The Importance of Technology, In the Words of a Busy Millennial


Today is my third and final day at the Nonprofit Technology Conference (NTC), an annual conference hosted by Nonprofit Technology Network (NTEN). It’s being hosted in San Francisco this year, and someone recommended that I attend, so the stars were aligned. And let me tell you – it’s awesome!! I signed up for the conference thinking it would be good for me to be connected to the latest and greatest ideas in technology, as I work with my work’s donor database and other online platforms. Little did I know that the conference wouldn’t just show me techie tools, but instead lead me to evaluate the role technology plays in our organization and how it can have a role in furthering our mission… or any nonprofit activity, for that matter!

Beyond the nonprofit organization aspect, these past couple of days have reminded me of the importance of technology in general. We all know that technology is important because of the computers on our desk. But I’m here to bring a different perspective to the table – that of a busy millennial.

Here are a few of the reasons technology is important to me.

  • It helps me refine my voice. As I’ve mentioned before, blogging has really helped me develop my thoughts regarding the nonprofit sector, millennial issues, and so much more. But beyond that, having an online presence has given me a new part of my identity to craft. I have spent most of the breakout sessions I’ve participated in at NTC live tweeting the content (check out mytimeline here to read some of the great stuff I’ve been learning). This is reinforcing the ideas I’m learning and helps solidify them in my mind, and gives me ownership of the content I agree on. It’s now a part of me, which I love.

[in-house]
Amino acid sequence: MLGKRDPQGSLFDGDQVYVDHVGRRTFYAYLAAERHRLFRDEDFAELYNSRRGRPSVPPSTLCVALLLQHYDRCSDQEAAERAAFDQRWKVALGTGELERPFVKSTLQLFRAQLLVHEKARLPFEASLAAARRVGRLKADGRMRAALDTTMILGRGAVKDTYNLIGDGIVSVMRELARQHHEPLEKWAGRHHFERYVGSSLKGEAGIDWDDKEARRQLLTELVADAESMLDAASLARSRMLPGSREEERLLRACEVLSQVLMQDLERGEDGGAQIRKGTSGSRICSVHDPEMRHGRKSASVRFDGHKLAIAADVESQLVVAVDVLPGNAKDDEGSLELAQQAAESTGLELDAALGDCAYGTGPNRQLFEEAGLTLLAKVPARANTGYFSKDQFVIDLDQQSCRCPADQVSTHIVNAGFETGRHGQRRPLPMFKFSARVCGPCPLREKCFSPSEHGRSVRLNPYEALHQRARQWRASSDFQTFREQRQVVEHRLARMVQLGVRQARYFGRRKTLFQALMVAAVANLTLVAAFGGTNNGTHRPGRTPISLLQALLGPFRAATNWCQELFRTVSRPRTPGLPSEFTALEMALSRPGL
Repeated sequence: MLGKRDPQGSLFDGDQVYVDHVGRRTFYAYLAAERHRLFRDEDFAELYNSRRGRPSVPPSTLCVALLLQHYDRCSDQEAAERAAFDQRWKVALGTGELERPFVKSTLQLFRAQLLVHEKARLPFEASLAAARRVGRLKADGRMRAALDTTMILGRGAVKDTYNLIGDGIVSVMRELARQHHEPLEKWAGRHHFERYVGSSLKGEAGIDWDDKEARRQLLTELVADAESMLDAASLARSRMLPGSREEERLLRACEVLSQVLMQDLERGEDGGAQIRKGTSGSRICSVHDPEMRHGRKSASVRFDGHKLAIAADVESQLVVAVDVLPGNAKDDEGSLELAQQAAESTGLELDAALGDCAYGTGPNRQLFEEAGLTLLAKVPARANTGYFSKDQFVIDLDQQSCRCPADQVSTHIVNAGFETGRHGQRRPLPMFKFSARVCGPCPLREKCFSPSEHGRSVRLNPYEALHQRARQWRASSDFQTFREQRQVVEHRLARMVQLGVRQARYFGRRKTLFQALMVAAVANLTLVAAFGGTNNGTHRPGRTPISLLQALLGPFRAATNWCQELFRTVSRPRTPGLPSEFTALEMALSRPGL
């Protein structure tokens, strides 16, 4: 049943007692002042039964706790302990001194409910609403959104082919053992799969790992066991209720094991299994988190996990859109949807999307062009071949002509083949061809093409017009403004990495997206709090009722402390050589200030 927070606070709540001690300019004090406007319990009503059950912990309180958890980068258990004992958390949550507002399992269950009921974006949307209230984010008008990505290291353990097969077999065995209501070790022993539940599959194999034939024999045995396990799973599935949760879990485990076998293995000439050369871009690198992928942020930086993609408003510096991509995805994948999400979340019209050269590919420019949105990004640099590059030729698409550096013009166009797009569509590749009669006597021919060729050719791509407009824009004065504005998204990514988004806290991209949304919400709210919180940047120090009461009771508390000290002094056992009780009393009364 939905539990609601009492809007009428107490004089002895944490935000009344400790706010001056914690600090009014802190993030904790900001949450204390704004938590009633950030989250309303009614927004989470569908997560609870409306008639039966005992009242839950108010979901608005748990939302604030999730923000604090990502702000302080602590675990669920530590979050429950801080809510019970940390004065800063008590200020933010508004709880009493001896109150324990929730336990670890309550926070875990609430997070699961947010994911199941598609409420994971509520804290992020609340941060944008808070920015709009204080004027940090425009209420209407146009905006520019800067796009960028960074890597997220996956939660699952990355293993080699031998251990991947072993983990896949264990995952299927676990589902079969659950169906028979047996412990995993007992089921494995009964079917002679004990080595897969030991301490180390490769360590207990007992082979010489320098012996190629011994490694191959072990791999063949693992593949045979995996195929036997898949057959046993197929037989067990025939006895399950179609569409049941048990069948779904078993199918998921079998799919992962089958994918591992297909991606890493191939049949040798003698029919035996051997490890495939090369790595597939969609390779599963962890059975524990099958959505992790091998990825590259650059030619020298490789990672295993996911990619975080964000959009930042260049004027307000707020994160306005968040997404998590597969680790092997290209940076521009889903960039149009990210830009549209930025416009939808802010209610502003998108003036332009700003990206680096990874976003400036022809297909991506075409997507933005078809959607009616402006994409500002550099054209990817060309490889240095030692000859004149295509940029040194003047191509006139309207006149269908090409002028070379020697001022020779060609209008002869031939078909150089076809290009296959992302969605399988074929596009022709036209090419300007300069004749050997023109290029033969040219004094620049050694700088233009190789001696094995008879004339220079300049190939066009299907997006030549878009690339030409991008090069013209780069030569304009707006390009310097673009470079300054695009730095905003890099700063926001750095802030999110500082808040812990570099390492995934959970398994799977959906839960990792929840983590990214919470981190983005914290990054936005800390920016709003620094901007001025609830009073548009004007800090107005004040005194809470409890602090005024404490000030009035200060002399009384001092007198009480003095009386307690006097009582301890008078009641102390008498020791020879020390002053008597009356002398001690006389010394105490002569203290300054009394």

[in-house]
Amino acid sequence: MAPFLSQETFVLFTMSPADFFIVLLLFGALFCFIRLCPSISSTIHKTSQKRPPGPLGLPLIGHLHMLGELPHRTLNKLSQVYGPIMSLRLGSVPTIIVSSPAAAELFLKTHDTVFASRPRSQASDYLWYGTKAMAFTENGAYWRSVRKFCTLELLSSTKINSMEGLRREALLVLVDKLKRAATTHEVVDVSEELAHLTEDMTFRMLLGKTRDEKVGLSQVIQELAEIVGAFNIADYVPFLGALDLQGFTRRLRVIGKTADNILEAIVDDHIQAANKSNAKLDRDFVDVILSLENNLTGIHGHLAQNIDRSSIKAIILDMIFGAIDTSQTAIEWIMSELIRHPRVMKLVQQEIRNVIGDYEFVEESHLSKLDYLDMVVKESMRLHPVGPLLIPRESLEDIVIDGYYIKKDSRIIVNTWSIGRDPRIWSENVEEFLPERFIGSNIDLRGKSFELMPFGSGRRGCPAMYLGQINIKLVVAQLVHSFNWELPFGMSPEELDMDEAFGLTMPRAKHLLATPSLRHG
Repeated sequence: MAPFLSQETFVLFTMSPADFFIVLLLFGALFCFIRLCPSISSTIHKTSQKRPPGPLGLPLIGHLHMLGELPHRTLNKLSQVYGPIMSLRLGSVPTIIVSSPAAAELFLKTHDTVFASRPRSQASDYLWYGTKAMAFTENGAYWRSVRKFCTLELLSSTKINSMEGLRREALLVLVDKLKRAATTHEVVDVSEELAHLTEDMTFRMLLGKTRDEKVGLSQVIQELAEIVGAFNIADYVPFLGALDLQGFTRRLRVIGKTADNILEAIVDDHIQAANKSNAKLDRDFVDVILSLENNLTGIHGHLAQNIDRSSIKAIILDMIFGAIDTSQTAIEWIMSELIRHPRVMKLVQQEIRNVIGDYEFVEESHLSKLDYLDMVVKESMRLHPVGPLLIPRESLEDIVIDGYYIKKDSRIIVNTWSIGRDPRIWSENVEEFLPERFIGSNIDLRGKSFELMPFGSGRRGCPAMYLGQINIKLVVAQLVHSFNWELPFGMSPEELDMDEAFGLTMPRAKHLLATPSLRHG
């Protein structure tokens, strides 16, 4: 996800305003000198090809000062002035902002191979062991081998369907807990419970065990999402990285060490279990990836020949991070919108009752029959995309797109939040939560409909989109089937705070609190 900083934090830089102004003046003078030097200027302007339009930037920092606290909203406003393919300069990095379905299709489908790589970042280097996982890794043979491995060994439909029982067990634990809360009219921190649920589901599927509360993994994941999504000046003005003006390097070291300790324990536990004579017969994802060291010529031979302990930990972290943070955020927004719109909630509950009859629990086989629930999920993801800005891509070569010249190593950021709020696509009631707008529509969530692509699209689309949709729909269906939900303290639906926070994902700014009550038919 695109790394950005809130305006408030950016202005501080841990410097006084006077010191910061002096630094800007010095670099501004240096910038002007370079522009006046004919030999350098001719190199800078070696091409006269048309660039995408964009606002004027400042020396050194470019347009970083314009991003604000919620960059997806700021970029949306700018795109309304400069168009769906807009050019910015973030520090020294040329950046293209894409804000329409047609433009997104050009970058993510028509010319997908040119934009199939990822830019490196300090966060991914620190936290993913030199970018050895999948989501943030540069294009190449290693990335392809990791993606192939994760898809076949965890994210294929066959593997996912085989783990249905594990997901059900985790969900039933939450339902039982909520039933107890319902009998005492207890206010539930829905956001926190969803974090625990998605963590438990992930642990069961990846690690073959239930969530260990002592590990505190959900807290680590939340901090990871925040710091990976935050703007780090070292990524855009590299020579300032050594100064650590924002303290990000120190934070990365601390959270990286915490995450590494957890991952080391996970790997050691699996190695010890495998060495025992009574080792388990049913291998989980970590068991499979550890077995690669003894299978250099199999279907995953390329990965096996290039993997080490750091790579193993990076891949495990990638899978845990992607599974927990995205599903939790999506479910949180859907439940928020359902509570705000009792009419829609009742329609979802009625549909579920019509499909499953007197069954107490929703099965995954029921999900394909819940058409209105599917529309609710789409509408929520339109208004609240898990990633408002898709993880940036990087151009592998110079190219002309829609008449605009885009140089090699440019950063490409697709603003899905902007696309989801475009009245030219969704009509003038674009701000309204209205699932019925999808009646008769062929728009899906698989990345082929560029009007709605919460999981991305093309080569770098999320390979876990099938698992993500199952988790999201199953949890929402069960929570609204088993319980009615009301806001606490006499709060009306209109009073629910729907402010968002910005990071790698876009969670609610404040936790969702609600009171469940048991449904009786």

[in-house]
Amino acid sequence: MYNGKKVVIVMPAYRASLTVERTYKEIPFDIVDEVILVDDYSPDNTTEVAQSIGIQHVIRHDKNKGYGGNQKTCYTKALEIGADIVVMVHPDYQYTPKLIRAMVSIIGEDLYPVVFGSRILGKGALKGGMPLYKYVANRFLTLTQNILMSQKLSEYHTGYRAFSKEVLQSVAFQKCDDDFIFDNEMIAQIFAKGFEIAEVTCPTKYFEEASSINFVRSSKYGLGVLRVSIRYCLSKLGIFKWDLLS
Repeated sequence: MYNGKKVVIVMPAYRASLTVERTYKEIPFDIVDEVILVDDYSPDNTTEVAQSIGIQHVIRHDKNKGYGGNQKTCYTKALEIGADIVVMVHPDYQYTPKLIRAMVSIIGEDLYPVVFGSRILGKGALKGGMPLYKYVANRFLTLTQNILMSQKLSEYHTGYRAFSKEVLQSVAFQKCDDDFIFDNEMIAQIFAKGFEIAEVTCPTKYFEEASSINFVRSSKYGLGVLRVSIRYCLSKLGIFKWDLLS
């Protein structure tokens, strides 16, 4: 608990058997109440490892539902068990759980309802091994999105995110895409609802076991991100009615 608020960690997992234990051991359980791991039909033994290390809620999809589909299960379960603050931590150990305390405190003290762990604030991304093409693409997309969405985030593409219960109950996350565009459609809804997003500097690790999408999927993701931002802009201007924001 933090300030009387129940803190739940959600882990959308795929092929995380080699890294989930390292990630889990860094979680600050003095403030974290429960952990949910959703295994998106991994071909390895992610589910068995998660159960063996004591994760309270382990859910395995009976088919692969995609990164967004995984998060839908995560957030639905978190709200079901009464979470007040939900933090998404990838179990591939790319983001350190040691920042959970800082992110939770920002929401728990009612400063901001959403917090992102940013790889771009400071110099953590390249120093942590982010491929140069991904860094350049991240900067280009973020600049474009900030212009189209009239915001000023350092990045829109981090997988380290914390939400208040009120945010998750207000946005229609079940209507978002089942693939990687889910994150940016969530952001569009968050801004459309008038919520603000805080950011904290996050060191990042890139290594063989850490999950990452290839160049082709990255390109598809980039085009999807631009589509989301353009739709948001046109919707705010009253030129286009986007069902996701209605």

• The things I need are anywhere I need them (with Wifi, of course). Being a busy millennial, I try to minimize my time doing extraneous activities. Organizing is one of those things. Don’t get me wrong, I love me some list making, but that takes time, and I don’t have a lot of that. Technology has allowed for sharing, collaborating, and housing documents in the cloud, so that I don’t have to worry about putting things on a flash drive or – gasp – a CD. It’s all at my fingertips.
  • It’s green. Remember the days of paper planners? CDs, tapes, and even DVDs? Address books (OK I still need to transition my old one)? At the NTC there is a QR code for each session’s evaluation. No more stacks of paper and trash. Same for the paperwork I need – I don’t have extra things to keep track of. Technology is doing some amazing things to green our world, and for that, we should be thankful.

I must say that after experiencing the NTC I am hooked and really hope I can continue to go each year. I highly recommend it to you, too! Look into a membership for NTEN – it’s very affordable for students, including Masters students – and join! It’s an amazing resource, and it’s not just for IT staff!